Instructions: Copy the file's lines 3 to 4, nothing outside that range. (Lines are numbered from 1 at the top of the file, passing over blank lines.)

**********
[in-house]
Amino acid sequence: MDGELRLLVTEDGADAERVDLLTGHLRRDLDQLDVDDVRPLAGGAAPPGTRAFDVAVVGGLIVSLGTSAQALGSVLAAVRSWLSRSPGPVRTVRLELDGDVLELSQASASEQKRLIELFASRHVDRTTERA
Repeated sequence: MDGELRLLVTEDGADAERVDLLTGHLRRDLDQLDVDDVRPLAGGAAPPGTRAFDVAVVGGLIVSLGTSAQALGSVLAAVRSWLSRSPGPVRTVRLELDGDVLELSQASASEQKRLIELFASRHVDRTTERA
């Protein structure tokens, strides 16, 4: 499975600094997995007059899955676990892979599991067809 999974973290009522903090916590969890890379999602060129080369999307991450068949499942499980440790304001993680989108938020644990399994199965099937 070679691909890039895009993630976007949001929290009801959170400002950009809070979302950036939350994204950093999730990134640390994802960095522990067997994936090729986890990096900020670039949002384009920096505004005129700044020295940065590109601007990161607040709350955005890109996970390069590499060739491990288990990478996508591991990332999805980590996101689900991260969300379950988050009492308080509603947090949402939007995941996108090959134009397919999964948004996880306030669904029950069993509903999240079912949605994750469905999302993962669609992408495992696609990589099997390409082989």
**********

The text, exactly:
Repeated sequence: MDGELRLLVTEDGADAERVDLLTGHLRRDLDQLDVDDVRPLAGGAAPPGTRAFDVAVVGGLIVSLGTSAQALGSVLAAVRSWLSRSPGPVRTVRLELDGDVLELSQASASEQKRLIELFASRHVDRTTERA
């Protein structure tokens, strides 16, 4: 499975600094997995007059899955676990892979599991067809 999974973290009522903090916590969890890379999602060129080369999307991450068949499942499980440790304001993680989108938020644990399994199965099937 070679691909890039895009993630976007949001929290009801959170400002950009809070979302950036939350994204950093999730990134640390994802960095522990067997994936090729986890990096900020670039949002384009920096505004005129700044020295940065590109601007990161607040709350955005890109996970390069590499060739491990288990990478996508591991990332999805980590996101689900991260969300379950988050009492308080509603947090949402939007995941996108090959134009397919999964948004996880306030669904029950069993509903999240079912949605994750469905999302993962669609992408495992696609990589099997390409082989």